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The five Canary Islands where locals will take to the streets to demand ‘no more tourists’ | World | News

Locals in the Canary Islands are preparing to take to the streets on April 20th in protests against mass tourism. Protest rallies will be held simultaneously in Tenerife, Gran Canaria, Lanzarote, Fuerteventura, and La Palma.

Under the slogan “The Canary Islands have a limit”, the protestors will demand a rethink of economic policy as frustrations over a “failed tourism and land management model” boil over.

Organisers insist that the protests have nothing to do with so-called “tourismophobia”, but say the current tourism model is unsustainable.

Jaime Coello, president of one of the organisations behind the protests – the Telesforo Bravo Foundation, said the current system based on “mass tourism and the occupation of every inch of land” leads to “many environmental problems that are causing terrestrial and marine ecosystems to collapse” and which generate “very important social problems.”

He highlighted the negative impact on the day-to-day lives of locals, citing traffic problems and a lack of affordable housing.

In addition the influx in tourist numbers was putting pressure on public health and education systems that was leading to a deterioration in the quality of life for the islanders.

Last year the Canary Islands smashed all previous records for international tourist arrivals.

In total 14.1 million foreign passengers jetted out to the sunny islands, over a third of whom (5.7 million) were Brits. The number represents a 2 million increase on the year 2022.

Foreign tourists also spent over 20.3 billion euros in the region in 2023 and tourism’s direct and indirect contribution to the Canary Islands’ GDP stands at around 35 percent.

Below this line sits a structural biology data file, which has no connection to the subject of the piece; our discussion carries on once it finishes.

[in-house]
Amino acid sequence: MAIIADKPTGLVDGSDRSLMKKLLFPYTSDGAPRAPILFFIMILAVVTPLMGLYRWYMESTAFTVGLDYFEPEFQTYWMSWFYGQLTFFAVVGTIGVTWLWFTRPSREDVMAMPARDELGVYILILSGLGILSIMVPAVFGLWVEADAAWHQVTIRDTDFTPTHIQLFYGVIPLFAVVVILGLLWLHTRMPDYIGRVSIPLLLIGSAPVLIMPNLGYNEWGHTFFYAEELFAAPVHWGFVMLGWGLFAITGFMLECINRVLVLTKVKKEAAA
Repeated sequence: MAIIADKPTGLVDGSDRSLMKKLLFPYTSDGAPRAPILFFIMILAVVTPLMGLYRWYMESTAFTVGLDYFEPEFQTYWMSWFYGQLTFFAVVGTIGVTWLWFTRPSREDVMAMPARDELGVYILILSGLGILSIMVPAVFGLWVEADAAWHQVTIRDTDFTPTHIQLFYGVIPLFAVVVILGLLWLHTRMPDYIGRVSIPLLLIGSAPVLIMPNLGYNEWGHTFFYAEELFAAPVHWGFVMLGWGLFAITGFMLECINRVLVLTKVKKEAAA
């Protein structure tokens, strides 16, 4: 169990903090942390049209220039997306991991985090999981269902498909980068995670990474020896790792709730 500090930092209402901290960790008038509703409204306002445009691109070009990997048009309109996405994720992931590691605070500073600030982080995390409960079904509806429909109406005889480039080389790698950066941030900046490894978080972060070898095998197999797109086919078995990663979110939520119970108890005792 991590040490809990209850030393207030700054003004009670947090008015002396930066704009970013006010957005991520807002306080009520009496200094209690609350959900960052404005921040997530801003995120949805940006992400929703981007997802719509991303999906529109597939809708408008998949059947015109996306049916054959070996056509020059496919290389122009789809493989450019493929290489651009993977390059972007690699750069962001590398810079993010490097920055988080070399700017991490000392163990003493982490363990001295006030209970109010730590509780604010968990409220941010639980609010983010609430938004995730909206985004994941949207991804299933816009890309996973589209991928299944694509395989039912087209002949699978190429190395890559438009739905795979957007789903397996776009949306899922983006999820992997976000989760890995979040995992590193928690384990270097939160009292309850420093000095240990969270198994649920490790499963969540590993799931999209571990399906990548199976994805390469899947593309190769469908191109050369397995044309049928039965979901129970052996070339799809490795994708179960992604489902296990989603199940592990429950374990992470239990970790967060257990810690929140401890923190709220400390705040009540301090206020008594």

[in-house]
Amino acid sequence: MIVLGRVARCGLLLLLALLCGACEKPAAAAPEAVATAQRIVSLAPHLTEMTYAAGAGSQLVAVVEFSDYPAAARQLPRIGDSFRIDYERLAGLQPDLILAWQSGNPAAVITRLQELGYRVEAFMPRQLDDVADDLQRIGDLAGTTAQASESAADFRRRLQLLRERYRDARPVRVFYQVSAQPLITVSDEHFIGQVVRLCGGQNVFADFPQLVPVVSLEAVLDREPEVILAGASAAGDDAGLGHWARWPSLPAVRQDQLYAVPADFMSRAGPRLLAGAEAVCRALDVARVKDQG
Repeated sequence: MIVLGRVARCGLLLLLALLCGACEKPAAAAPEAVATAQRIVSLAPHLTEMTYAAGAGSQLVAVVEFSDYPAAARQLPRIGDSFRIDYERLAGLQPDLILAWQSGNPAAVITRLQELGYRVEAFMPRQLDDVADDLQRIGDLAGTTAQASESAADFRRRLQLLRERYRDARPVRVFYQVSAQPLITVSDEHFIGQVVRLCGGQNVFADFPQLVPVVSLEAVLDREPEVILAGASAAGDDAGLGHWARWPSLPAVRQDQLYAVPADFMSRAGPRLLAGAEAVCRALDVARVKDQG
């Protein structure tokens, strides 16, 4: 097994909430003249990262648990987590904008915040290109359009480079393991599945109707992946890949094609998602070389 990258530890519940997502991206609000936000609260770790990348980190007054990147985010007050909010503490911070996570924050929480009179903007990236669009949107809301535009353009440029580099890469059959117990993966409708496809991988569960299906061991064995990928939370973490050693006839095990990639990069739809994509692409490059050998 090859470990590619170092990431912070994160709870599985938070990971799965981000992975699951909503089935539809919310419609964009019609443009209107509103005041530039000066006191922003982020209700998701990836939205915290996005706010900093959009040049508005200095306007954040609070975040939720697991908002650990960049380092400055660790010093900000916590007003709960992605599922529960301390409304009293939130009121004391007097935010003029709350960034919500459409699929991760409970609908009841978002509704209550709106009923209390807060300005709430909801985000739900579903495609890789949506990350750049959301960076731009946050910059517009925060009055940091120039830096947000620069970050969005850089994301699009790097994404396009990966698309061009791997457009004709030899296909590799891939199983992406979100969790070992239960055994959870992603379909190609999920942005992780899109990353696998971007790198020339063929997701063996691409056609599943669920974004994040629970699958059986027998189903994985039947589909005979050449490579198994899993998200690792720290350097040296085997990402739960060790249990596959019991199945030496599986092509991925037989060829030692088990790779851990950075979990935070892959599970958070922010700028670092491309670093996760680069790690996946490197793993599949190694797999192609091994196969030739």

Business leaders have expressed concerns that the demonstrations will deter people from visiting the islands.

Gabriel Wolgeschaffe, a vice president of Ashotel, warned demonstrators that they should not “bite the hand that feeds you!”.

The president of the Canary Islands, Fernando Clavijo, called for “common sense”, adding: “Tourism is our main source of wealth, and I believe that those who come to enjoy, spend a few days, and leave their money in the Canary Islands should not be harassed.”

Víctor Martín, a professor at the University of La Laguna, blamed both the government and business investors for the current problems and accused them of trying to scare people through their references to “tourismophobia”.

“The quality of the tourist product is being destroyed by the investors themselves and the regional government,” he said.

Visitors to the islands were unable to enjoy the landscapes due to overcrowding and could see the destruction to the local environment, he added.

The professor believes it is necessary to put a brake on tourism growth and to diversify the economy.

He pointed out that there were both resources and qualified personnel in the archipelago to develop sectors such as agriculture and agro-industry, as well as other industries which are currently absent from the islands.


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